Login to Streamr with Ethereum

A preview of the new login UI with added Ethereum login

As we move towards a decentralized Streamr platform, featuring a close symbiotic relationship with the Ethereum blockchain, we needed to provide a way to sign up and login with an Ethereum address. This approach has several advantages over the traditional username/password-based login. First, it does not require users to remember or type anything, but most importantly, it removes the need to trust the backend with a shared secret.

Effectively, every Ethereum address is also now a Streamr account!

So how can you sign in with Ethereum?

The feature is already supported by the API and implemented in the JavaScript client library. On the Streamr web UI, support for Ethereum login will be included in the upcoming frontend rewrite/redesign which is due for release in late-March early April.

Assuming you have Metamask or another Web3 wallet installed, when you click the “Sign in with Ethereum” link in the upper left corner, a request to sign a randomly generated challenge will pop up.

Signing in using Metamask

Once you click ‘SIGN’, you’re logged in! Two clicks. No need to type anything on your keyboard, remember a password or provide any personal information like an email address.

What about sign up?

There is absolutely no difference. During the login protocol, if the provided Ethereum address does not exist on the backend database, it is registered there. Once you have an Ethereum-linked Streamr account, whether you’re a new or old Streamr user, the login procedure remains the same.

Note that if you want to bind an Ethereum address to your existing Streamr account instead of creating a new one, you can do so on the user profile page. Afterwards you can use the Ethereum login for that account.

Authenticating to the API with Ethereum

Authenticating to the API is easiest with one of the provided client libraries. The examples below use the JavaScript library, which is the first to receive support for this new feature.

Instead of the usual API key, you can pass an Ethereum private key to the StreamrClient constructor. Under the hood, the client library will automatically authenticate by signing a similar challenge as described above for the interactive UI login. Note that your private key never leaves the computer you run your script on.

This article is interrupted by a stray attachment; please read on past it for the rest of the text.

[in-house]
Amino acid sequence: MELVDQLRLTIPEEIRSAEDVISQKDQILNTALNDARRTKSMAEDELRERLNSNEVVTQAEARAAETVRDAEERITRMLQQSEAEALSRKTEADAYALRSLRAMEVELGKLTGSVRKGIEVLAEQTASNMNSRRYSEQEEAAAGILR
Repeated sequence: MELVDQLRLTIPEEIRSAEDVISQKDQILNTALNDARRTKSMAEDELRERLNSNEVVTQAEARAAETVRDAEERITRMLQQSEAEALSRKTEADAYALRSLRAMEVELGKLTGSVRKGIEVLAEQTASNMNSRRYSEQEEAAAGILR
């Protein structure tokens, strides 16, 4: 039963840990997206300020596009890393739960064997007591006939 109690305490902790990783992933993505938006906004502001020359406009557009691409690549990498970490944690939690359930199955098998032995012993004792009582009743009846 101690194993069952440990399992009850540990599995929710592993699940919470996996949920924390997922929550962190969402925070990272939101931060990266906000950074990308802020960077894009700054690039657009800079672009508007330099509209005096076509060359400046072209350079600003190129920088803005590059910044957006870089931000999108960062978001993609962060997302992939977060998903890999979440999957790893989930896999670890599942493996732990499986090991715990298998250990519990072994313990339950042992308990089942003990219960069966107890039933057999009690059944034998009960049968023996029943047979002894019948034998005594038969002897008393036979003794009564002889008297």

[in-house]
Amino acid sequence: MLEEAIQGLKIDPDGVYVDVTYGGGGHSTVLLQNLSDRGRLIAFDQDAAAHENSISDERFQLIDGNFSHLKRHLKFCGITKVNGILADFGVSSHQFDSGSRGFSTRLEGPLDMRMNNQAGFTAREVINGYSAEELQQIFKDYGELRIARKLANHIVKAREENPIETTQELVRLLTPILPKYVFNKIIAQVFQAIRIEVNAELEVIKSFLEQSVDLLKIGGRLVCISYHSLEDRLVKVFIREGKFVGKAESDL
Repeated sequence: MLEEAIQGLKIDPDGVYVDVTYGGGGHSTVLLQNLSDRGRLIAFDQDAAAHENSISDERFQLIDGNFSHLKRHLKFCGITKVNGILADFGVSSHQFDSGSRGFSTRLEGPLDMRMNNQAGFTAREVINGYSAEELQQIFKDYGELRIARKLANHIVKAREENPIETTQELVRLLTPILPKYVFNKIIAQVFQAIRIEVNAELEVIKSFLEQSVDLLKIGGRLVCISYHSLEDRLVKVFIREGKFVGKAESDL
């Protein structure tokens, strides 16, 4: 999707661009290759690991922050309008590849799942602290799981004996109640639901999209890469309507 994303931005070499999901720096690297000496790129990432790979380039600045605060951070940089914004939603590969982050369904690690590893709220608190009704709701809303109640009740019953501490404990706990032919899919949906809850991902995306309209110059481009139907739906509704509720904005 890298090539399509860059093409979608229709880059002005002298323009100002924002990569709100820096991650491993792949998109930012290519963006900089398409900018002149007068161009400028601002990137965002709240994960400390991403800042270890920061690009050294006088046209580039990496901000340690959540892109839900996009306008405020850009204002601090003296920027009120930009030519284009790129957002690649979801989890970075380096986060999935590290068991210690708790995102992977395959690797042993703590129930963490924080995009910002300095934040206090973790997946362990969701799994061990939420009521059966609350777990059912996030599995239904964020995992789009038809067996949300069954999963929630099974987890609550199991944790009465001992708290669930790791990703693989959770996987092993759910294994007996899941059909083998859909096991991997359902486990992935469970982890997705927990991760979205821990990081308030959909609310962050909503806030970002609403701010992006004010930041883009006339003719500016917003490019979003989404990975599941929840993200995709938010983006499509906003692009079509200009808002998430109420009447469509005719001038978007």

const client = new StreamrClient({
auth: {
privateKey: 'YOUR-PRIVATE-KEY',
}
})

For interactive applications in the browser, you can pass a Web3 provider to authenticate with private keys held inside a Web3 wallet. In this case, the user will be prompted with a signature request exactly as if you were logging into the Streamr web UI.

const client = new StreamrClient({
auth: {
provider: web3.currentProvider,
}
})

Next, we’ll dive into the details of what actually happens during the authentication procedure.

A challenge-response protocol to prove Ethereum account ownership

In the following, every communication between the the user and the backend server is secured with TLS. The goal is to authenticate users with their Ethereum private keys without asking them to reveal that private key. To that end, the user sends his/her public Ethereum address to the backend. A random text called a challenge is generated and sent back to the user. The user signs the challenge with his/her private key to produce a signature which constitutes the “response” to the challenge. The backend receives and verifies the signature with the provided public Ethereum address, thus obtaining proof that the user owns the corresponding private key.

Once the challenge is verified, the user is identified by his/her Ethereum address. A session token is generated, associated with that Ethereum address and sent to the user. Now every request can be authenticated by including this session token in the HTTP headers like a standard session cookie. When the session token expires, a new challenge has to be signed.

A step towards decentralization

The legacy email/password authentication as well as API keys remain supported for now. But in the final stages of the Streamr P2P Network, all users will be identified solely with their Ethereum address or another digital cryptographic identity solution. That will enable self-sovereign people and machines to publish and consume data on Streamr. It will also ensure that the platform is as trustless as can be. While we’re still a few years away from the final milestones, shipping this feature is a step towards that vision.

Ethereum login…. will enable self-sovereign people and machines to publish and consume data on Streamr.

What’s up next: signing data to make it tamper-proof!

In this post, we showed how users with Ethereum addresses can now sign login challenges. That features open up the path to something even better. If subscribers want to make sure that the data points they receive haven’t been tampered with, and that they come from a trusted publisher, the publisher will need to cryptographically sign their data points.

So in my next blog post I will show how Ethereum keys can be used to sign actual data points published to streams, making them tamper-proof!